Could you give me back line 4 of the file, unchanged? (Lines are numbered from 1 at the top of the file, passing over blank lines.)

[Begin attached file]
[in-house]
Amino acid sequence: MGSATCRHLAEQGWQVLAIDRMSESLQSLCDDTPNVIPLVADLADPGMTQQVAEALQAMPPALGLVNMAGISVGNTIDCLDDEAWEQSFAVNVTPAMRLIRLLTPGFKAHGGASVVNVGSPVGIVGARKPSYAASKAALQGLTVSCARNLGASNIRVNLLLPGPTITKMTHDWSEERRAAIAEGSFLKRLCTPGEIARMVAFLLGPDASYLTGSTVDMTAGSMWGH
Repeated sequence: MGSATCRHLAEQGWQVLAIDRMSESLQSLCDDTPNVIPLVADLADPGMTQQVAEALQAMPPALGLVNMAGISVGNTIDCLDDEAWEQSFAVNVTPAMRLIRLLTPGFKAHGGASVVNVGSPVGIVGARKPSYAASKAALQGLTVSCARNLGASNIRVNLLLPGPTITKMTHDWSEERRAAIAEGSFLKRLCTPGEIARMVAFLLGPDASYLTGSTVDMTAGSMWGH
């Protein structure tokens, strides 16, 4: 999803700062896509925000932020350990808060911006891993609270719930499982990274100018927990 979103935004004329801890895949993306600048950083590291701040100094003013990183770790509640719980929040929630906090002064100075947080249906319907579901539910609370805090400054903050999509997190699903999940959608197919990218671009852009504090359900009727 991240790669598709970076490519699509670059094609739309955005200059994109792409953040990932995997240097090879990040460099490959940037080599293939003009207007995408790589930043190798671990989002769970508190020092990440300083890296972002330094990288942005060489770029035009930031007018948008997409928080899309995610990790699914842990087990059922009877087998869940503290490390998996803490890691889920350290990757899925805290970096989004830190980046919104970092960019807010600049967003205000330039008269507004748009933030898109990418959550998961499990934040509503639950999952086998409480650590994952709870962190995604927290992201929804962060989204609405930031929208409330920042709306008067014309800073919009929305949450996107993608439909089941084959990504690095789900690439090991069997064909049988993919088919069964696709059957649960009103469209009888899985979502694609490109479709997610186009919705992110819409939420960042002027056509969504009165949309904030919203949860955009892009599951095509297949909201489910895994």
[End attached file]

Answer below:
């Protein structure tokens, strides 16, 4: 999803700062896509925000932020350990808060911006891993609270719930499982990274100018927990 979103935004004329801890895949993306600048950083590291701040100094003013990183770790509640719980929040929630906090002064100075947080249906319907579901539910609370805090400054903050999509997190699903999940959608197919990218671009852009504090359900009727 991240790669598709970076490519699509670059094609739309955005200059994109792409953040990932995997240097090879990040460099490959940037080599293939003009207007995408790589930043190798671990989002769970508190020092990440300083890296972002330094990288942005060489770029035009930031007018948008997409928080899309995610990790699914842990087990059922009877087998869940503290490390998996803490890691889920350290990757899925805290970096989004830190980046919104970092960019807010600049967003205000330039008269507004748009933030898109990418959550998961499990934040509503639950999952086998409480650590994952709870962190995604927290992201929804962060989204609405930031929208409330920042709306008067014309800073919009929305949450996107993608439909089941084959990504690095789900690439090991069997064909049988993919088919069964696709059957649960009103469209009888899985979502694609490109479709997610186009919705992110819409939420960042002027056509969504009165949309904030919203949860955009892009599951095509297949909201489910895994």